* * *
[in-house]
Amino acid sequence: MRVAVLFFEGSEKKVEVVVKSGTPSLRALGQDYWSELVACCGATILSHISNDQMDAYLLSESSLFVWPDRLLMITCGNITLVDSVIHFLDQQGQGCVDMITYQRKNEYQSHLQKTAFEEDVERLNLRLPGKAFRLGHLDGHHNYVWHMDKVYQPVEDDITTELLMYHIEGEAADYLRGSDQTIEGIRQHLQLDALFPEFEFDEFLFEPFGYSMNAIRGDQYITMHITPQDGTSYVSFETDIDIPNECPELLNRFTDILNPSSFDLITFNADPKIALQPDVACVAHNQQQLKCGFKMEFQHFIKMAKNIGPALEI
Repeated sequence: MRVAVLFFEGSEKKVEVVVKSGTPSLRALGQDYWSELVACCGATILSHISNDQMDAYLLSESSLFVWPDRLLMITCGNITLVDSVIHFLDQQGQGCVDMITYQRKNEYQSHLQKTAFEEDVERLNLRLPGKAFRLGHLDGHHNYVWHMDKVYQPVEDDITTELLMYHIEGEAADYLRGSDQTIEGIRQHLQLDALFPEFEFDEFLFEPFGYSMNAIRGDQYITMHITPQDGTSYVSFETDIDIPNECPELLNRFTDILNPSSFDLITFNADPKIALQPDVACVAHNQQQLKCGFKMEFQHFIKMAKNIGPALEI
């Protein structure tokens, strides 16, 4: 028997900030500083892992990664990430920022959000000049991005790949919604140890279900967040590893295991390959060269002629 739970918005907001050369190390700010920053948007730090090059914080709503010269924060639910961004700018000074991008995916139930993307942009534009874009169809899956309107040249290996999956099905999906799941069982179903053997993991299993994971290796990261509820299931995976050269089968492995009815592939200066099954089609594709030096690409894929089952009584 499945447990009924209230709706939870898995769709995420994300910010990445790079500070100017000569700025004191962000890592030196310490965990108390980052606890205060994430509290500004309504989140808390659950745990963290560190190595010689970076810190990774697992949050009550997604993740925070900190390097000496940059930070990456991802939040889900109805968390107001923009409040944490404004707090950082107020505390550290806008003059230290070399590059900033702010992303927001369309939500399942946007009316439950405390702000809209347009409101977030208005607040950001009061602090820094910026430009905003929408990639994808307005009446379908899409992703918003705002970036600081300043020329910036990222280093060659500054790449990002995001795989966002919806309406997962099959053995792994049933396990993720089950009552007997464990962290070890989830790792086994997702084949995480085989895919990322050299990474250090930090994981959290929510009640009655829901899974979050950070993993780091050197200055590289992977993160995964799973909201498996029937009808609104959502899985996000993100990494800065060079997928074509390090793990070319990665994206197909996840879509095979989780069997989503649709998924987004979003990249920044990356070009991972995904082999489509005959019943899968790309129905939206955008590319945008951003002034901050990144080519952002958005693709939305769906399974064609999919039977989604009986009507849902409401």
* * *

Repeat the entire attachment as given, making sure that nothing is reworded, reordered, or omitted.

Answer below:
[in-house]
Amino acid sequence: MRVAVLFFEGSEKKVEVVVKSGTPSLRALGQDYWSELVACCGATILSHISNDQMDAYLLSESSLFVWPDRLLMITCGNITLVDSVIHFLDQQGQGCVDMITYQRKNEYQSHLQKTAFEEDVERLNLRLPGKAFRLGHLDGHHNYVWHMDKVYQPVEDDITTELLMYHIEGEAADYLRGSDQTIEGIRQHLQLDALFPEFEFDEFLFEPFGYSMNAIRGDQYITMHITPQDGTSYVSFETDIDIPNECPELLNRFTDILNPSSFDLITFNADPKIALQPDVACVAHNQQQLKCGFKMEFQHFIKMAKNIGPALEI
Repeated sequence: MRVAVLFFEGSEKKVEVVVKSGTPSLRALGQDYWSELVACCGATILSHISNDQMDAYLLSESSLFVWPDRLLMITCGNITLVDSVIHFLDQQGQGCVDMITYQRKNEYQSHLQKTAFEEDVERLNLRLPGKAFRLGHLDGHHNYVWHMDKVYQPVEDDITTELLMYHIEGEAADYLRGSDQTIEGIRQHLQLDALFPEFEFDEFLFEPFGYSMNAIRGDQYITMHITPQDGTSYVSFETDIDIPNECPELLNRFTDILNPSSFDLITFNADPKIALQPDVACVAHNQQQLKCGFKMEFQHFIKMAKNIGPALEI
């Protein structure tokens, strides 16, 4: 028997900030500083892992990664990430920022959000000049991005790949919604140890279900967040590893295991390959060269002629 739970918005907001050369190390700010920053948007730090090059914080709503010269924060639910961004700018000074991008995916139930993307942009534009874009169809899956309107040249290996999956099905999906799941069982179903053997993991299993994971290796990261509820299931995976050269089968492995009815592939200066099954089609594709030096690409894929089952009584 499945447990009924209230709706939870898995769709995420994300910010990445790079500070100017000569700025004191962000890592030196310490965990108390980052606890205060994430509290500004309504989140808390659950745990963290560190190595010689970076810190990774697992949050009550997604993740925070900190390097000496940059930070990456991802939040889900109805968390107001923009409040944490404004707090950082107020505390550290806008003059230290070399590059900033702010992303927001369309939500399942946007009316439950405390702000809209347009409101977030208005607040950001009061602090820094910026430009905003929408990639994808307005009446379908899409992703918003705002970036600081300043020329910036990222280093060659500054790449990002995001795989966002919806309406997962099959053995792994049933396990993720089950009552007997464990962290070890989830790792086994997702084949995480085989895919990322050299990474250090930090994981959290929510009640009655829901899974979050950070993993780091050197200055590289992977993160995964799973909201498996029937009808609104959502899985996000993100990494800065060079997928074509390090793990070319990665994206197909996840879509095979989780069997989503649709998924987004979003990249920044990356070009991972995904082999489509005959019943899968790309129905939206955008590319945008951003002034901050990144080519952002958005693709939305769906399974064609999919039977989604009986009507849902409401």